Communication Between Men and Women
English Composition 101
November 5, 2013
The most powerful essay that I have read to date from Patterns of College Writing would be “Sex, Lies, and Conversation” by Deborah Tannen. In her essay, she talks about how men and women have very different communication styles and how this can adversely affect marriage if a common ground communication style is not reached. Political scientist, Andrew Hacker, says “Given the current divorce rate of nearly 50 percent, that amounts to millions of case in the United States each year, a virtual epidemic of failed conversation” (Tannen, 2012, p. 423-424). Tannen says “although American men tend to talk more than women in public situations, they often talk less at home. And this pattern has been wreaking havoc with marriage” (Tannen, 2012, p. 423). In Tannen’s essay, she states that a sociolinguistic approach by which male-female conversation is seen as cross-cultural communication allows us to understand the problem and forge solutions without blaming either party. Tannen describes that there are three common cause of miscommunication between the opposite genders. She describes first how men and women develop separate cultures in youth, with gender separate groups and different social structures. The second common cause that Tannen points out is how body language is commonly misunderstood between genders. Finally, Tannen explains the different ways men and women express themselves and how this is often misinterpreted by the opposite gender.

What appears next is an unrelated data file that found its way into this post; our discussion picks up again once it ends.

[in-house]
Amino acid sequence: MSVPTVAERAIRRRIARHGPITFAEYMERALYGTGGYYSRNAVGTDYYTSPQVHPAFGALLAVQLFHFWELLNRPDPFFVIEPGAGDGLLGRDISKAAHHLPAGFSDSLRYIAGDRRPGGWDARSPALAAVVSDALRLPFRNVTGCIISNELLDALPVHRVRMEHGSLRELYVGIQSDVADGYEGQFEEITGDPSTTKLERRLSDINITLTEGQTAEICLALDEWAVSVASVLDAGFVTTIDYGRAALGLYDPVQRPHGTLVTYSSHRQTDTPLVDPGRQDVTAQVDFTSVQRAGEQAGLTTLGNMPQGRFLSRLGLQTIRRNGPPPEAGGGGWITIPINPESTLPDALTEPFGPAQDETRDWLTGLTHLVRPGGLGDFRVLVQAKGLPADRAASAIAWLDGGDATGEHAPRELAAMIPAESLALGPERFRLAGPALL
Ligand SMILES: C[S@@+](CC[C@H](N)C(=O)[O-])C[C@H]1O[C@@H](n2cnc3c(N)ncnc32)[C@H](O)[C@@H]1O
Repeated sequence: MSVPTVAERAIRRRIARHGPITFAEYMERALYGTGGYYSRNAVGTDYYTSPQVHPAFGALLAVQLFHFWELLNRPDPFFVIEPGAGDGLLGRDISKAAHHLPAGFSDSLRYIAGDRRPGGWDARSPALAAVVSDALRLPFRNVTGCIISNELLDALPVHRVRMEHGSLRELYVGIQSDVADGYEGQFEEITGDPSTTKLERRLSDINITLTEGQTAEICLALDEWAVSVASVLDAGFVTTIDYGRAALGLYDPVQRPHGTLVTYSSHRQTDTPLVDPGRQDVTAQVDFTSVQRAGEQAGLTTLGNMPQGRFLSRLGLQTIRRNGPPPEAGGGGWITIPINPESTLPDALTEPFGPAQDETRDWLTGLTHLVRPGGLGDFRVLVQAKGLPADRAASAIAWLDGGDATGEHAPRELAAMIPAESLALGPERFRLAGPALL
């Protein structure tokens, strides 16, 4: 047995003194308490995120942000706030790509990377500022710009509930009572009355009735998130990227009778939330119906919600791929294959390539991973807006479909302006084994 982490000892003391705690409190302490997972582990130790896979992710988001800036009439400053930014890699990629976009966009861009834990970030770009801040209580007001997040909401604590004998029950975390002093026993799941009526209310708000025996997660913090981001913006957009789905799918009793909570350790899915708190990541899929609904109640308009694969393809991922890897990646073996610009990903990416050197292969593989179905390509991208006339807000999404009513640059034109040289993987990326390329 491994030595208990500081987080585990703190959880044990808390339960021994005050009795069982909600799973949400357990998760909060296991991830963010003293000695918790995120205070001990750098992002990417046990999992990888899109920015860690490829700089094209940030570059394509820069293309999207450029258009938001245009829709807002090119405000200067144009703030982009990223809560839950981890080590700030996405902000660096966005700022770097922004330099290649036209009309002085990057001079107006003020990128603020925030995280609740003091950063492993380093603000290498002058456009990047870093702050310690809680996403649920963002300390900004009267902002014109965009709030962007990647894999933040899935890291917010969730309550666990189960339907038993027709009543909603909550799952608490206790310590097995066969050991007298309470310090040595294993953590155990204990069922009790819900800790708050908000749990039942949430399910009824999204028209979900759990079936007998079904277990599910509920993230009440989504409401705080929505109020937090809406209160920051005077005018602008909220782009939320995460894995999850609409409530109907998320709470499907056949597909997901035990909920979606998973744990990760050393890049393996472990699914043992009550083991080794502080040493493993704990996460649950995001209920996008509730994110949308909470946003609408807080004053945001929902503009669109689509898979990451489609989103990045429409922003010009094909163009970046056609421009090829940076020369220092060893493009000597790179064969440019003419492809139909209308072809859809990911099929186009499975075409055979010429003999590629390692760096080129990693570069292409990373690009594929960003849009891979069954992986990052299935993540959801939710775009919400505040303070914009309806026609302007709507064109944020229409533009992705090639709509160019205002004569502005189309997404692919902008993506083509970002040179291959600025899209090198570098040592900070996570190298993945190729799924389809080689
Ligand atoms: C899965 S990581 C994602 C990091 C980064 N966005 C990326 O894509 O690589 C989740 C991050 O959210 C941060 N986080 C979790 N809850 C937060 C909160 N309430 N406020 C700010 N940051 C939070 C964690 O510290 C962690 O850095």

In Tannen’s essay, she uncovered patterns similar to those described for children’s groups. She pointed out how little girls create and maintain friendships by sharing secrets while boys bond less through talking and more by doing things together. She noted, through observation of both genders, that when girls or women talk, they tend to face each other directly and make eye contact, whereas boys and men tend to sit at...